The Simpsons and Their Mathematical Secrets
Where: Museum of Mathematics
11 E. 26th St.
212-542-0566 Price: $5
Buy tickets/get more info now
See other events in these categories:
Join MoMath at Volumes, the MoMath book club, on May 18, to discuss The Simpsons and their Mathematical Secrets by Simon Singh.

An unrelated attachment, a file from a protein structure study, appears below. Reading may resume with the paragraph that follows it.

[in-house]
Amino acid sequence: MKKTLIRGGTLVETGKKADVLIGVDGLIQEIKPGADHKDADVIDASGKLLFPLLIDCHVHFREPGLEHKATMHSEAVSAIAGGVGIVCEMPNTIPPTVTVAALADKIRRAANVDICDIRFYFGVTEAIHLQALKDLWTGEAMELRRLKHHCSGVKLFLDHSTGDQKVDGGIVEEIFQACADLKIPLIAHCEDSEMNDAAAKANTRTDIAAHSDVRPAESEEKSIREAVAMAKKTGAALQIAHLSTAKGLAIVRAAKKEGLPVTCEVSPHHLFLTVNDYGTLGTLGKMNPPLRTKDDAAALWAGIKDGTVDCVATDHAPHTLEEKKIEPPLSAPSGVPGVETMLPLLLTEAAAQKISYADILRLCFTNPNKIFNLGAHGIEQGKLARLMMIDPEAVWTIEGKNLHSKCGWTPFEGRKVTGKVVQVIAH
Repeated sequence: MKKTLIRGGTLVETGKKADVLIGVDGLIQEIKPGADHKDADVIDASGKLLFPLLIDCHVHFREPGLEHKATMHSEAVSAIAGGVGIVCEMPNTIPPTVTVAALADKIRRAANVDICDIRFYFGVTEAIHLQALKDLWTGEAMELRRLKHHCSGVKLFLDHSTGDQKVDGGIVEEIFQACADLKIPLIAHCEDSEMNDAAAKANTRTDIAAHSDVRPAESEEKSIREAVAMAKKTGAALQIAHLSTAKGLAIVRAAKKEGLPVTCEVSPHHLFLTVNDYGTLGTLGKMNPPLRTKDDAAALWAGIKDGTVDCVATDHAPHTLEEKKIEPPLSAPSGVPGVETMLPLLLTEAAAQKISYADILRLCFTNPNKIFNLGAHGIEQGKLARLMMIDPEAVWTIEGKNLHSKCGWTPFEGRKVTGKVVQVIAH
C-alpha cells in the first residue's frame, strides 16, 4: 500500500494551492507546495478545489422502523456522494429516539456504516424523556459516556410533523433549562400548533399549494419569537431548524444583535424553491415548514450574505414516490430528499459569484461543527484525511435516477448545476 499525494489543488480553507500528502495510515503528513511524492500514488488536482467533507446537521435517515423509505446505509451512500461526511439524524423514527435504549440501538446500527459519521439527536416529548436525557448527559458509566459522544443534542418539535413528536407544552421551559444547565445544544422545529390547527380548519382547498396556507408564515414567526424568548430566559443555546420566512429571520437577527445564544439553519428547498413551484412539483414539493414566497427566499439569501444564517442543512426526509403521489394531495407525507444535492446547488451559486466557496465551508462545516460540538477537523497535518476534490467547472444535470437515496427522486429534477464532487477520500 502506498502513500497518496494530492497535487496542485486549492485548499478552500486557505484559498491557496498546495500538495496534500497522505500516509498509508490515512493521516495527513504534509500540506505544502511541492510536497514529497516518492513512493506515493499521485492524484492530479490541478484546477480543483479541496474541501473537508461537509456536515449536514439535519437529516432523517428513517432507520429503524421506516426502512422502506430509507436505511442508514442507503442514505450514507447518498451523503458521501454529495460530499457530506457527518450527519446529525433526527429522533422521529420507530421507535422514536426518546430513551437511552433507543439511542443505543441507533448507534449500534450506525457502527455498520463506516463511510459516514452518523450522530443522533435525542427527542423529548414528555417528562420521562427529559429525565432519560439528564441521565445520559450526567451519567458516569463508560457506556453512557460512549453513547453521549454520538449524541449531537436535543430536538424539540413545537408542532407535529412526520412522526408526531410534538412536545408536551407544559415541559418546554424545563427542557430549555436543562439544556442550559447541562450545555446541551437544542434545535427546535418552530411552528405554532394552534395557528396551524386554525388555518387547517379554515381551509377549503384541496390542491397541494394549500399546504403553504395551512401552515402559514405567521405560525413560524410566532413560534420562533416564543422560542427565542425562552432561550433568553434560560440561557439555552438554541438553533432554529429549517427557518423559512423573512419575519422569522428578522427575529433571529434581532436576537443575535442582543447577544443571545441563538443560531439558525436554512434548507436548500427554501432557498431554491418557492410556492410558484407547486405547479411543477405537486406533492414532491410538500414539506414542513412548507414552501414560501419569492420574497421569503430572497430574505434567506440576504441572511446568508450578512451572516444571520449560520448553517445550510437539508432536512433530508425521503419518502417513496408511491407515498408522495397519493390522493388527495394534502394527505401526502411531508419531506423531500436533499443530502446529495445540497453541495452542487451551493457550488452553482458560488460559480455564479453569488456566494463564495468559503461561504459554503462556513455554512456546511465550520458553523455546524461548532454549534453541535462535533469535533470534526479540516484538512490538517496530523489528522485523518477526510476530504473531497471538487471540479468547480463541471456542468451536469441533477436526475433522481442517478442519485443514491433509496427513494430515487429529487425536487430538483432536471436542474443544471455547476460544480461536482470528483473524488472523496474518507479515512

Did you know that Homer Simpson disproved Fermat’s last theorem? He did, or so it seemed, when he scribbled 398712+436512=447212 on a blackboard in a 1998 episode of The Simpsons. If Homer is right, then he has proved that the great 17th-century mathematician Fermat was wrong! Math is everywhere in the Simpsons’ world, from references that flash across the screen in an eye blink (such as Springfield’s Googolplex movie theater) to entire segments that explore deep mathematical concepts (like “Homer3” in 1995). Not content merely to point out the mathematical references, Singh uses them as a starting point for lively discussions of mathematical topics, anecdotes, and history. Even someone with no mathematical background will enjoy his accounts of the nature of infinity and the meaning of the number e, the life of the tragic genius Ramanujan, and the obsessions of Bill James, the oracle of baseball statistics.Buy tickets/get more info now